LEED Your Pest Management Program By Example

“It’s not easy being green.”

While Jim Henson’s lovable Muppet character may be right, it is possible to earn Leadership in Energy and Environmental Design (LEED) credits using “green” pest management practices. But earning this nationally accepted benchmark for sustainable building practices requires a little extra effort—especially when it comes to pest control.

So, before you leap into action, try incorporating the following procedures into your maintenance routine to help reduce the environmental impact of your facility’s indoor and outdoor pest control efforts.

  1. Get a jump on pest control. It all starts with Integrated Pest Management, – or IPM —and IPM starts with proactive sanitation and maintenance. Your building will need a written plan with documentation for all procedures used in your pest management program. Thankfully, your pest control professional can help with this step.

  2. Holster any pesticides until you really need them. You will need to communicate recurring pest problems to your pest management professional and work with him or her on appropriate non-chemical solutions. It’s important also to work together in identifying action thresholds for all pests likely to be encountered in your building. (Action thresholds are the point at which you’d take programmatic action.) Then, make sure pesticide applications are only being used in areas where pests are active. This means your pest management provider must first identify the pest, assess the situation, recommend non-chemical solutions, and then only use targeted applications of least-risk products as a final recourse.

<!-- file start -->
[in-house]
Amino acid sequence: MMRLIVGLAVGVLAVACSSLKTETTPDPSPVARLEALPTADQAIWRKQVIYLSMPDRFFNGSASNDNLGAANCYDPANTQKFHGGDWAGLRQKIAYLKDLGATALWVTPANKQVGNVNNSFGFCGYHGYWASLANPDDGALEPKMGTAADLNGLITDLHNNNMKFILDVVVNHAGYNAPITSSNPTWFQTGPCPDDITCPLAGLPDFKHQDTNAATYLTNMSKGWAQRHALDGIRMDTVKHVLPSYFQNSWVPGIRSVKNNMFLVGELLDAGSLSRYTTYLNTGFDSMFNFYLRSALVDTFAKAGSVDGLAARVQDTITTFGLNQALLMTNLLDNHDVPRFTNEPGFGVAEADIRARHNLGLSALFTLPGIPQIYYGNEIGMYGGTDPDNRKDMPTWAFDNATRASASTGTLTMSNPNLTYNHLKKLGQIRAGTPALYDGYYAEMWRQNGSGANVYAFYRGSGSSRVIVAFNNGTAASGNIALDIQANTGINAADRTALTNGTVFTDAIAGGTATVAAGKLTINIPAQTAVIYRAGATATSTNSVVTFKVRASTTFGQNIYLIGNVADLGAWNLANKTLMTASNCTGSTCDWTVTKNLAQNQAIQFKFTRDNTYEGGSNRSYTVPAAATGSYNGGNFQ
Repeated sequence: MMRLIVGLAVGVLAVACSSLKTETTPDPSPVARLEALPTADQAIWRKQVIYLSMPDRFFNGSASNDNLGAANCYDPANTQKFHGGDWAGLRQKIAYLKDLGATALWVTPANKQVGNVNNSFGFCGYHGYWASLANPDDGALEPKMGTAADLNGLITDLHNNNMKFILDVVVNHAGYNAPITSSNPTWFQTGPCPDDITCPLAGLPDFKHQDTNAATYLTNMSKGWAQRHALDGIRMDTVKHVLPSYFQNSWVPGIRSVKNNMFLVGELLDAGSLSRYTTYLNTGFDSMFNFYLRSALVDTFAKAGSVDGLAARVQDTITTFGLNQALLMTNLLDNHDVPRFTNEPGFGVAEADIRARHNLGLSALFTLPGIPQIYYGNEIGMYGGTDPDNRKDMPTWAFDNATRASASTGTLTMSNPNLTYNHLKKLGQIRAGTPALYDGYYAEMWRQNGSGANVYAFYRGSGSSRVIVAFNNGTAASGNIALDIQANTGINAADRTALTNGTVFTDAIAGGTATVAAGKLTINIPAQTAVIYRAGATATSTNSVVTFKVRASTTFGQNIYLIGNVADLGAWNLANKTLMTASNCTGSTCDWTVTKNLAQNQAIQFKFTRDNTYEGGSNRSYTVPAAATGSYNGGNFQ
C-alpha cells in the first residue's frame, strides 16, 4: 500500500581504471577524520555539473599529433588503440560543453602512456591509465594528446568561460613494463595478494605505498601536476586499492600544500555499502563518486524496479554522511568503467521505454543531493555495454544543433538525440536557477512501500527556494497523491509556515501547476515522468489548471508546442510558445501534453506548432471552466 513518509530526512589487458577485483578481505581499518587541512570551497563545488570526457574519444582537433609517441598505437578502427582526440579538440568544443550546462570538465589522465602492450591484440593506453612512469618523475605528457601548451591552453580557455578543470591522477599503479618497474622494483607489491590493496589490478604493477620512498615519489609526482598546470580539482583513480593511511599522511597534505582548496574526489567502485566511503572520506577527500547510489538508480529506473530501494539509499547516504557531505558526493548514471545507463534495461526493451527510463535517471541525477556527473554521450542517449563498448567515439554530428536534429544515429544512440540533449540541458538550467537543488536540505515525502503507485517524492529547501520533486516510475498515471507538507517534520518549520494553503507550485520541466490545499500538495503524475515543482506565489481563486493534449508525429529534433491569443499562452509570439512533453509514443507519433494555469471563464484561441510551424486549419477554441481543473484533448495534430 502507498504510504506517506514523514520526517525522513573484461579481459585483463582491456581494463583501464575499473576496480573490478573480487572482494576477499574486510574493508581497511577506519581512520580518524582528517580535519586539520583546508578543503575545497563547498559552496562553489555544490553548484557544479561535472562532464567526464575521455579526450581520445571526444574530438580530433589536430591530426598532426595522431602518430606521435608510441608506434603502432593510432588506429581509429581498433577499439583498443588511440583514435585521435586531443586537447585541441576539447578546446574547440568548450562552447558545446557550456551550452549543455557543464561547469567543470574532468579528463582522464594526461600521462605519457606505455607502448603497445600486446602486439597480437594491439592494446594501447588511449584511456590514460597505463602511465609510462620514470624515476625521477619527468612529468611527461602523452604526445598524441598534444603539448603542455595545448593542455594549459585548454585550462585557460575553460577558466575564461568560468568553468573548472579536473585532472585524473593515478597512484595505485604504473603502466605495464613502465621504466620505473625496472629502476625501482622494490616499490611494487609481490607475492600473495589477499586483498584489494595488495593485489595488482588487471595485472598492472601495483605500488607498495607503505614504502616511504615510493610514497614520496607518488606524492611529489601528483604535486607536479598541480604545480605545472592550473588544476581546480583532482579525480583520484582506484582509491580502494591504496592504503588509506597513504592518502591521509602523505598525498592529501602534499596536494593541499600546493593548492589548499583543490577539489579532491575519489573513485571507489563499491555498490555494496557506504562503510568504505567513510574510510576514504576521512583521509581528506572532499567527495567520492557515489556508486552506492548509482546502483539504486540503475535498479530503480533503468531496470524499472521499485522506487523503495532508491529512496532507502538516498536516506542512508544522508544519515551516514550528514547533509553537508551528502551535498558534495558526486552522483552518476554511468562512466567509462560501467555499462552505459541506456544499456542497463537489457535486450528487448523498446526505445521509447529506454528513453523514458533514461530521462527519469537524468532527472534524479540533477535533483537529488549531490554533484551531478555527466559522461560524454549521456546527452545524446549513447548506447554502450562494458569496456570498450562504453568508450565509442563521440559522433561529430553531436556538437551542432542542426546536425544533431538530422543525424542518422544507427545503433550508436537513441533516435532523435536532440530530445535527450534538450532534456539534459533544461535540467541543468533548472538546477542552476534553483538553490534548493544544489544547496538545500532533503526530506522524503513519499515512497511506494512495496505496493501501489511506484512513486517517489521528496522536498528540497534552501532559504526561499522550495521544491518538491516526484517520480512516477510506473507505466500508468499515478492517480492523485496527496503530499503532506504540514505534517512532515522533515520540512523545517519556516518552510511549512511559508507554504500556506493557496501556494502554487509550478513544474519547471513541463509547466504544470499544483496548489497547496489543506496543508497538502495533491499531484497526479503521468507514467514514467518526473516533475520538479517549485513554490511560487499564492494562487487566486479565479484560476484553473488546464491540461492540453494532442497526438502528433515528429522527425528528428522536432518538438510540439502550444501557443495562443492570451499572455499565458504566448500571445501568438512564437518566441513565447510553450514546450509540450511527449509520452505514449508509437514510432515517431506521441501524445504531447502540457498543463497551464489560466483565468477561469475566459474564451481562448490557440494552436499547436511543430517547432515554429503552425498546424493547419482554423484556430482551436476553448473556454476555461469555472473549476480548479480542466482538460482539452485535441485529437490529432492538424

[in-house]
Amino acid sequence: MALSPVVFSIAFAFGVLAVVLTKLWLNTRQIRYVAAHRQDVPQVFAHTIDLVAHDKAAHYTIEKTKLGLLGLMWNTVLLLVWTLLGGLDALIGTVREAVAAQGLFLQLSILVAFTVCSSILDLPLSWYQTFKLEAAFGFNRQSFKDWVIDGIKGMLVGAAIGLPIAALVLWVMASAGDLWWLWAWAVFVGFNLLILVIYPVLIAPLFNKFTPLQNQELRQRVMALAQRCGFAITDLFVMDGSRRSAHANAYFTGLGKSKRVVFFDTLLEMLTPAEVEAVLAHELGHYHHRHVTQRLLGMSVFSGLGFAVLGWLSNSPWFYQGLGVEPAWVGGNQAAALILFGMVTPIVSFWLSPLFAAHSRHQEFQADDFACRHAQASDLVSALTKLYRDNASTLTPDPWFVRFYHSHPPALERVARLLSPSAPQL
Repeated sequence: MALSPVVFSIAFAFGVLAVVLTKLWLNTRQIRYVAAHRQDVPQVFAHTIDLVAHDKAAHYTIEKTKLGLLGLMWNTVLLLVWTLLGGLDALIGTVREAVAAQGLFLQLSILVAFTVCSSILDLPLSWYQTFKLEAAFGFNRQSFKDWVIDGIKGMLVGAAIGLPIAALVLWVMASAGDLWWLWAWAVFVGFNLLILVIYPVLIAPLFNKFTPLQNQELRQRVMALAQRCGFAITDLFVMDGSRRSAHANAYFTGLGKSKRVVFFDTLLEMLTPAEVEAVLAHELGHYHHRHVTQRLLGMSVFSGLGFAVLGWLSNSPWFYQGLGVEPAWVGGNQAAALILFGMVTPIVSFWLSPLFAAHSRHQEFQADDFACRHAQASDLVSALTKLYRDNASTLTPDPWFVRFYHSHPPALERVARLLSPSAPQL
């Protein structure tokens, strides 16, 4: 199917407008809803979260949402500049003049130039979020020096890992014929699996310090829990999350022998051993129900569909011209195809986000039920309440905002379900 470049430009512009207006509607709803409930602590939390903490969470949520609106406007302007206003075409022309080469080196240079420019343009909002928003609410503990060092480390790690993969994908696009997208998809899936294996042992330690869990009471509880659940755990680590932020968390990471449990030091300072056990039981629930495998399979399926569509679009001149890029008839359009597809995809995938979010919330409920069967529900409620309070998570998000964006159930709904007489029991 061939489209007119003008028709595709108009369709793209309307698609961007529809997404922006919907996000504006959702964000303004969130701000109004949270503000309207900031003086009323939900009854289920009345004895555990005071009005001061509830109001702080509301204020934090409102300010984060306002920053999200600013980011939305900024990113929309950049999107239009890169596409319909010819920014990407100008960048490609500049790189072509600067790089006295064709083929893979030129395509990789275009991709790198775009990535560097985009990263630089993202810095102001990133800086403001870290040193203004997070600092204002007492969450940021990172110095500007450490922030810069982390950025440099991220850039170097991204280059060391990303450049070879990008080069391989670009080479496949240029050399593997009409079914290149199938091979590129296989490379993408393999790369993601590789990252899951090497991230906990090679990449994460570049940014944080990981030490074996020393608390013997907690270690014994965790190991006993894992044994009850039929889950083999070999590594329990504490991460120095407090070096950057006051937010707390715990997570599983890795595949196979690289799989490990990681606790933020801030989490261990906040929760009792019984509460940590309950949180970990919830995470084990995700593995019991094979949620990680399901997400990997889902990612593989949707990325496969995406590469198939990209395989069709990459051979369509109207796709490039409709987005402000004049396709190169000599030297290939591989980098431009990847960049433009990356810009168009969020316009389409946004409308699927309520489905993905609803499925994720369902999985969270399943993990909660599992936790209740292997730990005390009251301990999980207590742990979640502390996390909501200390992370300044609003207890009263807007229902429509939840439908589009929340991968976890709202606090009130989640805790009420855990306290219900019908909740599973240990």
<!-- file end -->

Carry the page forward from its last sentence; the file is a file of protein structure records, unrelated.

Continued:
3. Determine when to raise the alarm. There’s no need to panic if a single fly enters your building. But a bed bug infestation is cause for serious concern. Work with your pest management professional to develop a list of pest problems that would require an emergency application of pesticides.

  4. Communication is key. LEED mandates, under normal conditions, that you notify occupants of any pesticide applications other than least-risk products at least 72 hours in advance. A reputable pest management company will be well versed in LEED procedures, and they can help you craft a comprehensive treatment notification plan for your property.

  5. Write it all down. Documentation is essential to LEED compliance. Be sure to maintain all records and documentation, including the complete written plan, action thresholds, sighting reports, recommendations and service reports, in a logbook or electronic file. Also, evaluate how well your program is doing on a regular basis. Consider at least annual review meetings with your pest management professional and IPM team so you can make adjustments as needed.

Give these tips a try if they fit with your building’s plan, and always be on the lookout for other practices to help minimize pest pressure and environmental impact.

Resources

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